How Your Book Ends—destination or discovery?

by Barbara Linn Probst

I attended an online workshop this winter where I heard Cuban-American writer Ana Menéndez make the intriguing statement: “Endings, like hemlines and male facial hair, are subject to trends.” Ana noted that, personally, she knows a story’s ending before she begins, although she doesn’t always know how she’ll get there.

Her reflections intrigued me, so I decided to ask other writers: “At what point do you know your story’s ending?”  I also asked:  “What kind of endings do you like to write?” Thirty people responded to my question, often at length.

I posed a related question on a few reader groups I belong to about the kind of endings they liked to read— twist, happily-ever-after, unresolved/ambiguous, epiphany, redemption, bittersweet, a lesson learned, an ending that represents a new beginning.  I’m always interested to see if writers and readers agree!  More about that at the end of this piece.

The reflections of the thirty writers, in response to the first question, fell into three camps: I know before I start; I rarely know; and sometimes/sort of/it often changes. Here are some examples of what they told me.

I have to know before I start writing …

I always know the ending when I plot, and often work backwards from there.

I always know basically how I want a story to start and end. It will, of course, be fleshed out and massaged, but the kernel remains.

I always know the ending before I start writing, even if I don’t know how to get there. It gives me motivation to finish the rest!

I usually know how the story ends and do a lot of figuring-out about how to get there.

I don’t actually start writing until I have a pretty good handle on a couple of major twists and the ending.

I’ve known the ending on every project I’ve written before I start writing.

But the getting-there can be hard …

I usually know my endings, but on the path to get there, those endings often change.

Always know the last line. The challenge is getting there!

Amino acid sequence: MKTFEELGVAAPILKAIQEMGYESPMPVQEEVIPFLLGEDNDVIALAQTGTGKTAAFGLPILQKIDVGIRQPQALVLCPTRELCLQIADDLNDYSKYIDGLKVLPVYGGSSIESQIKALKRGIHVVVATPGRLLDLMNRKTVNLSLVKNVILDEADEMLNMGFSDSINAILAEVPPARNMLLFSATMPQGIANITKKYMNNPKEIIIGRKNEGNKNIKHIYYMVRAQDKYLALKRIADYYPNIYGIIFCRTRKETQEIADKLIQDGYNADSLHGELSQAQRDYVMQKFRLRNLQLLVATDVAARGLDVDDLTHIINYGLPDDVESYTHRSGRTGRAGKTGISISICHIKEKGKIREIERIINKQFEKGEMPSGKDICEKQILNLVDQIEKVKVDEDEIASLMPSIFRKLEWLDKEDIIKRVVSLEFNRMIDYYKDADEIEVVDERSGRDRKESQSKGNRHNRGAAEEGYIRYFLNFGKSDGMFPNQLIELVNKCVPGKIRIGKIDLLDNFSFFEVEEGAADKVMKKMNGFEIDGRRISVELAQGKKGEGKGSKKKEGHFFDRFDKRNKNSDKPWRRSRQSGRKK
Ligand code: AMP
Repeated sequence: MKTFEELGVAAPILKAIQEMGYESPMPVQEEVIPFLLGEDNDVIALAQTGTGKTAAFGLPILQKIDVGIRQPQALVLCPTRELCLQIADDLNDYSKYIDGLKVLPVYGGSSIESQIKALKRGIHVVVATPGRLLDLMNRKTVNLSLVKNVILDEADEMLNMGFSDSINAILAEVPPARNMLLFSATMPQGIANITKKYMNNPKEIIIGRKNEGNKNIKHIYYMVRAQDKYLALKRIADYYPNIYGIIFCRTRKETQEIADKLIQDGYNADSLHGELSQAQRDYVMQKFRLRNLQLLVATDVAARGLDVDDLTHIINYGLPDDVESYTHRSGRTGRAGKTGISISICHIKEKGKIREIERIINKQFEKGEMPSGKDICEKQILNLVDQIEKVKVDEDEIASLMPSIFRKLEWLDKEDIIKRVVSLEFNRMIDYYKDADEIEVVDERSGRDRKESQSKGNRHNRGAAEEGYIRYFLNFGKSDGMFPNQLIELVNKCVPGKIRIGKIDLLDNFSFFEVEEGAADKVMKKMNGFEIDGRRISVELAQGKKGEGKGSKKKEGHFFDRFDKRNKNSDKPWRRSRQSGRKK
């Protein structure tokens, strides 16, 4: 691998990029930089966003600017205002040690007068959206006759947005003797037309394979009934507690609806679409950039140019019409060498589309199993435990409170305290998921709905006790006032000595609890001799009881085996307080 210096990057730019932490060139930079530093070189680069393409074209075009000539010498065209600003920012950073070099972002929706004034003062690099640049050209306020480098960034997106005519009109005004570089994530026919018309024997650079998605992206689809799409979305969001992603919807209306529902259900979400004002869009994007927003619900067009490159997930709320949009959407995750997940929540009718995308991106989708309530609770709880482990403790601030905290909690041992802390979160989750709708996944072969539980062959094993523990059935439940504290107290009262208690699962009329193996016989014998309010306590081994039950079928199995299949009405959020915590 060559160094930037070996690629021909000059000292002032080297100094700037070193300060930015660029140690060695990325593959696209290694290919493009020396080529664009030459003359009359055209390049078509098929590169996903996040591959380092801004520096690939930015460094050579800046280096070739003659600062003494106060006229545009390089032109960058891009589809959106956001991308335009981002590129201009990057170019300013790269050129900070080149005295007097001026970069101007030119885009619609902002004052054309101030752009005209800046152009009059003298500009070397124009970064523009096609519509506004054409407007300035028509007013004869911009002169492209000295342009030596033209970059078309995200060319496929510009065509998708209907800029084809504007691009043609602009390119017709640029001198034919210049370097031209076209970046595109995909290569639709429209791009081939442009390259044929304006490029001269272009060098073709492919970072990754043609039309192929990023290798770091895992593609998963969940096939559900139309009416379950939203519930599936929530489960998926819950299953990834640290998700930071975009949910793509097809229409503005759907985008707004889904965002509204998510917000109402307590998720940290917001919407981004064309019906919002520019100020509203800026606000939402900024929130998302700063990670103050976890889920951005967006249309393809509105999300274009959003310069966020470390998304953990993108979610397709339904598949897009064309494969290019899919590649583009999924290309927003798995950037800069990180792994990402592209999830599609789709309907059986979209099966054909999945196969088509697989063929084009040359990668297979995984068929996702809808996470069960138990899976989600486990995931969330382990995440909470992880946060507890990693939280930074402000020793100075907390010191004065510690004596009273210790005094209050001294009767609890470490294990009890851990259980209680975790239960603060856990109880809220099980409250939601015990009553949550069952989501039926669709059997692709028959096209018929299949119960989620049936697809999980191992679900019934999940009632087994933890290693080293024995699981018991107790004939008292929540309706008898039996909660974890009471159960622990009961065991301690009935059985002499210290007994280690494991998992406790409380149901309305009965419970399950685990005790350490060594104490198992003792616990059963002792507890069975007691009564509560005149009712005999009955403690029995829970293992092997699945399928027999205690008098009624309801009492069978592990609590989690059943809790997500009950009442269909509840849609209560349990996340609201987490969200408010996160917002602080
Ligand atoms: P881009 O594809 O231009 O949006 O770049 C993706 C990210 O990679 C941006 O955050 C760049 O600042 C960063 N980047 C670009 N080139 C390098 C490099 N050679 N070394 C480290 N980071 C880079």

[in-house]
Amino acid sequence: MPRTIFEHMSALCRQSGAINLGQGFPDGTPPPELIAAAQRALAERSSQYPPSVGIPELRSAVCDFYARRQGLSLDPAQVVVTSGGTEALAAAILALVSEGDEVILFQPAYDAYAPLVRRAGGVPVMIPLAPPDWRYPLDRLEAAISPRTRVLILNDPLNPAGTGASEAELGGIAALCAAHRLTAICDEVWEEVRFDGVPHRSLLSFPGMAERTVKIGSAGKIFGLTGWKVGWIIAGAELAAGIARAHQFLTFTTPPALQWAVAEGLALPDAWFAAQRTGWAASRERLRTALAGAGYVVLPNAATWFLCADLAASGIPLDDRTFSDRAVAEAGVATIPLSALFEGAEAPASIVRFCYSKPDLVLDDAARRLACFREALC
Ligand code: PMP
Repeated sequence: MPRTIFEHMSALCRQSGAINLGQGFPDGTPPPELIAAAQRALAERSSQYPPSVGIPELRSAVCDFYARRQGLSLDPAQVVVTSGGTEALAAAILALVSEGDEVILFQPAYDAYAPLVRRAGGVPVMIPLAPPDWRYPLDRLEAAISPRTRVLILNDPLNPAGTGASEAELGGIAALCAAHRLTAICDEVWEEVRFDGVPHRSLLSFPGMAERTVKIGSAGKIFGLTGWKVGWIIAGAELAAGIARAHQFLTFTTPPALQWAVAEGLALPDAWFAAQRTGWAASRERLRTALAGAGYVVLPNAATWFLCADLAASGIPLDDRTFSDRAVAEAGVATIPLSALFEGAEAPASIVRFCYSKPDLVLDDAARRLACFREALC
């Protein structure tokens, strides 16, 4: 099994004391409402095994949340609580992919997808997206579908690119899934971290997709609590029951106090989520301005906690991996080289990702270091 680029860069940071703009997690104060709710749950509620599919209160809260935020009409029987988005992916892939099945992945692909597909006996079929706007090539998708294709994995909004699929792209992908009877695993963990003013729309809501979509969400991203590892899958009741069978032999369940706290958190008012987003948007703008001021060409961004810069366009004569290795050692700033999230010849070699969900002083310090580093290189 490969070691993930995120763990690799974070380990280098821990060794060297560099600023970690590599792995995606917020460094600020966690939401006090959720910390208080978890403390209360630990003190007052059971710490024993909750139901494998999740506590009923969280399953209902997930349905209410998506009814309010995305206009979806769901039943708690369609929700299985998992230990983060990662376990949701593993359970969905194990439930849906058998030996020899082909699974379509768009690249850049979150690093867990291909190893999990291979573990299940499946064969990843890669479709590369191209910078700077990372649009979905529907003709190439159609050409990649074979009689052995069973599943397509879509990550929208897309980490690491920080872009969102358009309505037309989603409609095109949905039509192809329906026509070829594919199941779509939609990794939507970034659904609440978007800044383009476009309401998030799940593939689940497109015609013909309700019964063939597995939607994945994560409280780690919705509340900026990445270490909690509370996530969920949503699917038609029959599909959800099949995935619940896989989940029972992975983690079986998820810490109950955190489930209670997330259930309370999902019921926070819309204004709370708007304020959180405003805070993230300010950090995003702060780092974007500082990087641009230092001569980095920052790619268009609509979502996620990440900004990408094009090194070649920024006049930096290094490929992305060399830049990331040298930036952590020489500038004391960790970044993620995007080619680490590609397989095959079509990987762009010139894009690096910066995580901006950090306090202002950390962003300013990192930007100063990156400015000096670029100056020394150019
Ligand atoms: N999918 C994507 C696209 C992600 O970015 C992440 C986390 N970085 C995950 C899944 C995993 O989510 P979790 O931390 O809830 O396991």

I know the rough ending, but not the setting for the final scene or how my characters actually get there.

I rarely know when I start out …

My stories seldom follow the path I think of when I start writing.

I’m never sure where my characters are going until they get there.

I seldom know where a story will end when I start writing and I change my mind at least six times per story while I’m drafting.

I might think I know, but it usually changes along the way …

I have an idea of where I’m going, but the end shifts and often surprises me. The girls in the basement have me on a very limited “need to know” program.

The characters tend to take me in detours I didn’t expect.

 I know “an” ending when I begin. I need that bracket, but it morphs during the process.

Although I have an idea of how I want it all to work out, I’m willing to let the characters lead me and help me find the story (and the ending).

I always have an ending in mind before I begin, though I may change my original plans.

I typically have the whole story in my head, including the ending, before I begin plotting. However, the darn characters often have different ideas, and the ending surprises me. If after finishing that last line and I lean back in my chair and say “WOW,” I figure it’s the right ending for the story.

I usually know the ending somewhere around the middle, although I suspect I always knew it and didn’t tell myself earlier